top of page
  • Writer's pictureCatherine Flutsch

The Signalman: Creation Theatre


Review: The Signalman, Creation Theatre, adapted by Jonathan Holloway and originally commissioned for BBC Radio 4, Wesley Memorial Church, 31 March 2023. Tickets from £25. Book here.

[Disclosure. I was a Creation Theatre trustee from early 2020 to early 2022. I received free tickets for the purposes of this review.]

The Signalman is the finest Creation Theatre production since before the pandemic. This production has all the hallmarks of Creation Theatre at its best; a classic text that has been beautifully, respectfully and cleverly adapted, an incredible venue and outstanding acting.

What a joy it was to see!

The Signalman was written by Charles Dickens and published at Christmas in 1866. It tells the story of a railway signalman, who works in a railway box at the entrance to a dark and isolated railway tunnel, cut deeply into a hill. The signalman begins to see apparitions, ghosts, and soon after each appearance, a terrible train accident occurs.

One of the staging areas of the production - with Anna Tolputt on the left as the signalman and Nicholas Osmond, as the visitor.

Jonathan Holloway’s adaptation was originally commissioned by BBC Radio 4, and was aired this past Christmas. Holloway has made a welcome return to Creation, directing his adaptation – and creating an extraordinarily eerie and unnerving ambience with his signature subtlety and restraint.

I took this photo just before the production - the signal box, filled with authentic props.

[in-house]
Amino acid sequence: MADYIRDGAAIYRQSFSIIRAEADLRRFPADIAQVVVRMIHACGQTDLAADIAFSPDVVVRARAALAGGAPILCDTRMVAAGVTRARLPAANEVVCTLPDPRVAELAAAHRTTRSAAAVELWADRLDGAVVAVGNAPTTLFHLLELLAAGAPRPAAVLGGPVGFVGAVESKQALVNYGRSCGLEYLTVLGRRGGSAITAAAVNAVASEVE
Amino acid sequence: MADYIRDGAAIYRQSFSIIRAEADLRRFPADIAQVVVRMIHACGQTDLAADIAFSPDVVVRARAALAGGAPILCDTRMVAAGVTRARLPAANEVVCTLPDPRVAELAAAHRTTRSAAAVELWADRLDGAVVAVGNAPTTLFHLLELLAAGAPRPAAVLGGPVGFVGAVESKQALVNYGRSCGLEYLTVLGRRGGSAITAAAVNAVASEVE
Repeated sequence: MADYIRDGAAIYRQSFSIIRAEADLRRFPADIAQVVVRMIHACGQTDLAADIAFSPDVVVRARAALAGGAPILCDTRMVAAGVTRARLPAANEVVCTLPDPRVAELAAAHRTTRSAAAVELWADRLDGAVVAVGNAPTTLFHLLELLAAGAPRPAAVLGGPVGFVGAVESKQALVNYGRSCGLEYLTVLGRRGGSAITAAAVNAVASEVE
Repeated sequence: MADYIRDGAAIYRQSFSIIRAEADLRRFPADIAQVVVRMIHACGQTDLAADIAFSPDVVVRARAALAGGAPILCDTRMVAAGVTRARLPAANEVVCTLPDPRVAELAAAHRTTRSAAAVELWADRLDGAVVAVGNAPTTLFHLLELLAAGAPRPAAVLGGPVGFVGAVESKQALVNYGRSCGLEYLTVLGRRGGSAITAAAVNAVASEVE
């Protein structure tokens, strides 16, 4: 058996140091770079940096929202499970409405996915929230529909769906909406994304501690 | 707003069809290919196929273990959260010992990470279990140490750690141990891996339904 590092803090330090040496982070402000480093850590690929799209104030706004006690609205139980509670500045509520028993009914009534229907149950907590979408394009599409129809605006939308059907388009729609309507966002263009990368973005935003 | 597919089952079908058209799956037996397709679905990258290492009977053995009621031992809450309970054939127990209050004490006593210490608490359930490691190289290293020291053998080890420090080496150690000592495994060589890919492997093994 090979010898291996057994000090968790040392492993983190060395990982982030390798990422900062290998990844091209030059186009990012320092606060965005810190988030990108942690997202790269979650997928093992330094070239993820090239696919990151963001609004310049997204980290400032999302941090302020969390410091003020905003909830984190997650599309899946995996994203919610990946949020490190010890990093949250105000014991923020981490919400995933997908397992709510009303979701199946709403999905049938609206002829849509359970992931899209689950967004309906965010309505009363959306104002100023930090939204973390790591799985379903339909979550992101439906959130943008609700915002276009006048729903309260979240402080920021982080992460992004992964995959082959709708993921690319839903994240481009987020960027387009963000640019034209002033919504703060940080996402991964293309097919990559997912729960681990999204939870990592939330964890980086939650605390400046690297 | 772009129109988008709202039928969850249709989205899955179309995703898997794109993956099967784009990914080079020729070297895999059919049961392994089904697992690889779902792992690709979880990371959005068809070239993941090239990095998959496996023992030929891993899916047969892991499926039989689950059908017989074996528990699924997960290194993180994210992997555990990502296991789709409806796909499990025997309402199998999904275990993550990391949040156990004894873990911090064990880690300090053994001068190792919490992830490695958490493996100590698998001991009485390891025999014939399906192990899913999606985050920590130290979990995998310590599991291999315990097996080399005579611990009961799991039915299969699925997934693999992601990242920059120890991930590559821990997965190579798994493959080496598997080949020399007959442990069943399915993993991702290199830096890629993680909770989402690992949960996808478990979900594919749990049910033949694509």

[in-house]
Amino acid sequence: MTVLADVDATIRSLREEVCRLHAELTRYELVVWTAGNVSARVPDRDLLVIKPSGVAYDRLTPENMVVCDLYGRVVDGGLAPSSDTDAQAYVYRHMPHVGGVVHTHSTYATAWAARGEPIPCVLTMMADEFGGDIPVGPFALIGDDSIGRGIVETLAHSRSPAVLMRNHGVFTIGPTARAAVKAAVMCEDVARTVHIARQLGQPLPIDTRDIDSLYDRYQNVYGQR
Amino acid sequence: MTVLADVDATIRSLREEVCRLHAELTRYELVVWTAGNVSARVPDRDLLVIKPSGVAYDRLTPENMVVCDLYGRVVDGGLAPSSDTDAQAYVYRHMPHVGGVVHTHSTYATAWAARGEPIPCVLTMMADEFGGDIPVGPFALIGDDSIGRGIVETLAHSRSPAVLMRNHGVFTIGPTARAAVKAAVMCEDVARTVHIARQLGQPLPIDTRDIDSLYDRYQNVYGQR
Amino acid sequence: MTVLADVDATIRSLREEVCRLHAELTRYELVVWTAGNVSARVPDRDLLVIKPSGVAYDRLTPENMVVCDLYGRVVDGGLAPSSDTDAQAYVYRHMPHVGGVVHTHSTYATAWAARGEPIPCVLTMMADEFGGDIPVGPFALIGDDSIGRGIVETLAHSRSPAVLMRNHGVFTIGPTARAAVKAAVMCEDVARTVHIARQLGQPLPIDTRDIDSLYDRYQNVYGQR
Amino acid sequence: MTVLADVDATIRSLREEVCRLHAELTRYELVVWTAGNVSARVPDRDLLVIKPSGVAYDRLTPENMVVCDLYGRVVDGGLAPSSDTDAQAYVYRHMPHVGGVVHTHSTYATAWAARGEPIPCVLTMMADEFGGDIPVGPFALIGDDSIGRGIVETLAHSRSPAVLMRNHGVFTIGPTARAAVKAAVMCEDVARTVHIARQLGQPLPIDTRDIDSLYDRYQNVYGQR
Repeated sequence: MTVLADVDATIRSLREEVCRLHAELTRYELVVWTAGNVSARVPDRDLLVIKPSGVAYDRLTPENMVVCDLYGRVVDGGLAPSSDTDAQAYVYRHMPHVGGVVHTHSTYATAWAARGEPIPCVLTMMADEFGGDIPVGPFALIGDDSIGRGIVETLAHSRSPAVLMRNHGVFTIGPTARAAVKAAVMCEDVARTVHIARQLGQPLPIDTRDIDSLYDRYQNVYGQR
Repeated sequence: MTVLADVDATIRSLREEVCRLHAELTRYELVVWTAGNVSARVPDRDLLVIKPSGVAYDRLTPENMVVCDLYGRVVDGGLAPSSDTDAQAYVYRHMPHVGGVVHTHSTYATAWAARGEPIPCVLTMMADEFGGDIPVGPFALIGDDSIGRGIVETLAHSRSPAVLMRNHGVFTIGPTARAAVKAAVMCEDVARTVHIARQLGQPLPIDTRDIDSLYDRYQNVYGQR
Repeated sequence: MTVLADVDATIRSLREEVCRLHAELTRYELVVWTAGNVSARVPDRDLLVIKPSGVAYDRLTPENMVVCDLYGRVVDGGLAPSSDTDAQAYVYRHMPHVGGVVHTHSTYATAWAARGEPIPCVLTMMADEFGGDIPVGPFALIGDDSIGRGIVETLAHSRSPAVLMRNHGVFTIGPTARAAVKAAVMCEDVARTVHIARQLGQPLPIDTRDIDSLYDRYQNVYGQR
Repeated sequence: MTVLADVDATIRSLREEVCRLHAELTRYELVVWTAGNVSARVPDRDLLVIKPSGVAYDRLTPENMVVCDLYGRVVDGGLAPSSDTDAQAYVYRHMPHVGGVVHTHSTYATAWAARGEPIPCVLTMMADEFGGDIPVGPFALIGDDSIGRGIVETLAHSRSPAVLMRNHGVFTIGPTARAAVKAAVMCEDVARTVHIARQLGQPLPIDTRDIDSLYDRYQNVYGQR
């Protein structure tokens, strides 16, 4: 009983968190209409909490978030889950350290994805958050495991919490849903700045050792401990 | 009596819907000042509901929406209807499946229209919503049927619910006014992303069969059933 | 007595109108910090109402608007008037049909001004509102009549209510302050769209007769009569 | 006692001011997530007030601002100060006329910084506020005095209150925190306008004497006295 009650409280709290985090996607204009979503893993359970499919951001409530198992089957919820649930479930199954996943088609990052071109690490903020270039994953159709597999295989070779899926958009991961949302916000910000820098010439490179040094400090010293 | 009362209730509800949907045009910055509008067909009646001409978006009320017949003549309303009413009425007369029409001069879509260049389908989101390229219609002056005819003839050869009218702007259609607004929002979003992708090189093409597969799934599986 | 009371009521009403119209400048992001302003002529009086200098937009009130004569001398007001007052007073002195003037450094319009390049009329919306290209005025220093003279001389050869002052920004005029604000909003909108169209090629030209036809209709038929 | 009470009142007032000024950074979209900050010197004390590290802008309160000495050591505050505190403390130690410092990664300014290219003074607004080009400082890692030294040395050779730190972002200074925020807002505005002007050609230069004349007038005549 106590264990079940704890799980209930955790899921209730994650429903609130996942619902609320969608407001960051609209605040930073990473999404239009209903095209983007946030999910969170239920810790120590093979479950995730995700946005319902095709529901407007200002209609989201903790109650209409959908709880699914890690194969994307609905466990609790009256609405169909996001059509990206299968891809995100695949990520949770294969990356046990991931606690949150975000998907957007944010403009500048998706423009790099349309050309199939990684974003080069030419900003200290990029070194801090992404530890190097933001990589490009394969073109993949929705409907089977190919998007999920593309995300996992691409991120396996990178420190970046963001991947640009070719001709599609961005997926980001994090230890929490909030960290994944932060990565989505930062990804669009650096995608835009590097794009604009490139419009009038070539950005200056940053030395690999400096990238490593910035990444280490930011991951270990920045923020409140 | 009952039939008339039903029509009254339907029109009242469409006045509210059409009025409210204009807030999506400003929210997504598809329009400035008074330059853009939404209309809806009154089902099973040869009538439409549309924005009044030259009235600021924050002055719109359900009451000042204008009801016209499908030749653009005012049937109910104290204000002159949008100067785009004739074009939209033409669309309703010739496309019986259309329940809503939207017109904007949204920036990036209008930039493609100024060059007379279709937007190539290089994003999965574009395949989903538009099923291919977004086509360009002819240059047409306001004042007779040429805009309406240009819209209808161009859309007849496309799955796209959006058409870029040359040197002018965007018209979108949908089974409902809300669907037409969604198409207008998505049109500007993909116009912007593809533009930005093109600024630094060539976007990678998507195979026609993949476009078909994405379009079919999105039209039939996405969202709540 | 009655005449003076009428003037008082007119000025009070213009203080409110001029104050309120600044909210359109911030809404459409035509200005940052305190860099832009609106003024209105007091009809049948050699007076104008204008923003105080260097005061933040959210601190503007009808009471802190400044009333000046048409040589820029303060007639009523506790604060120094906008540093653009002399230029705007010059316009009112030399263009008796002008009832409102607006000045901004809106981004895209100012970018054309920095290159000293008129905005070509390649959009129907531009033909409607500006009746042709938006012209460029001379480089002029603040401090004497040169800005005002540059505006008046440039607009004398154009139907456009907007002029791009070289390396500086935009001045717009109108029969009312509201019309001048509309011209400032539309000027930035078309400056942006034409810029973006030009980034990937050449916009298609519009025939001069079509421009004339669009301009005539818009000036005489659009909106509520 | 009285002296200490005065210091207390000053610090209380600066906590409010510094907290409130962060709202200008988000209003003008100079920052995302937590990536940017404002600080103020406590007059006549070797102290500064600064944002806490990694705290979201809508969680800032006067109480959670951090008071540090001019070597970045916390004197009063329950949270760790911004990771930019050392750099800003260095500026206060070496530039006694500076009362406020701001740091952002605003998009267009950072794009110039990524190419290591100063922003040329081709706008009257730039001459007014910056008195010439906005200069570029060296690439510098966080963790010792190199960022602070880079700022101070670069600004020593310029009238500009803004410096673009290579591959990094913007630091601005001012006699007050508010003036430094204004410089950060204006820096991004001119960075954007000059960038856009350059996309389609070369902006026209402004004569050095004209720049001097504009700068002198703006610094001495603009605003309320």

As always, Creation Theatre seeks out the most atmospheric venues, and the Wesley Memorial Church is such a fabulous venue – suitably Victorian, cold and gloomy. The staging, lighting and sound design are used to excellent effect – with props borrowed from the STEAM Museum of the Great Western Railway and the St Albans Signalbox Preservation Trust. These authentic props are placed in contemporarily minimal staging – all in the gothic surrounds of the Wesley Memorial Church.

I took this photo just before the production - the tunnel and railway track. During the production, the lights are dimmed and the setting and sound effects make this a very immersive production.

The acting is absolutely first rate – Anna Tolputt’s portrayal of the signalman was truly astounding – she inhabited the character so completely. From her very first line, I forgot that she is an actor, and found myself utterly immersed in her unnervingly accurate portrayal.

Anna Tolputt as the signalman.

It was wonderful to see a sell-out audience, after some very turbulent years for Creation Theatre – and given that Creation Theatre has extended the run of The Signalman until 31 March, there’s still time to buy your ticket.

This production is eerie, beautiful and immersive – it’s a must see.


Thank you Lucy Askew

After 15 years with Creation Theatre, chief executive, Lucy Askew is leaving Creation Theatre, and Oxford – for pastures new. Lucy has been at the helm not only of Creation Theatre’s artistic journey but an integral part of Oxford’s cultural life. Lucy has worked tirelessly, mostly behind the scenes, to put into practice what many theatre companies preach, but do little to practice.

During the pandemic, Lucy pivoted the company to becoming the foremost digital theatre specialist in the country, not only providing digital theatre at a time when all other theatres were shut, but providing work for freelance actors, producers, costume designers and many other theatre professionals – paying them what they would have earned pre-pandemic.

Lucy has worked hard to ensure that diversity of both audience and cast is a reality at Creation Theatre. Under her guidance, Creation Theatre has given away many hundreds of tickets to people who would otherwise not be able to afford the theatre. Lucy’s compassion and artistic integrity have been a huge asset to Oxford – and Oxford’s cultural life will be diminished without her. Quaere Living thanks her for her contribution and wishes her every success.


If you enjoyed reading this review, you may enjoy reading my other Creation Theatre reviews here.


Square Stage
bottom of page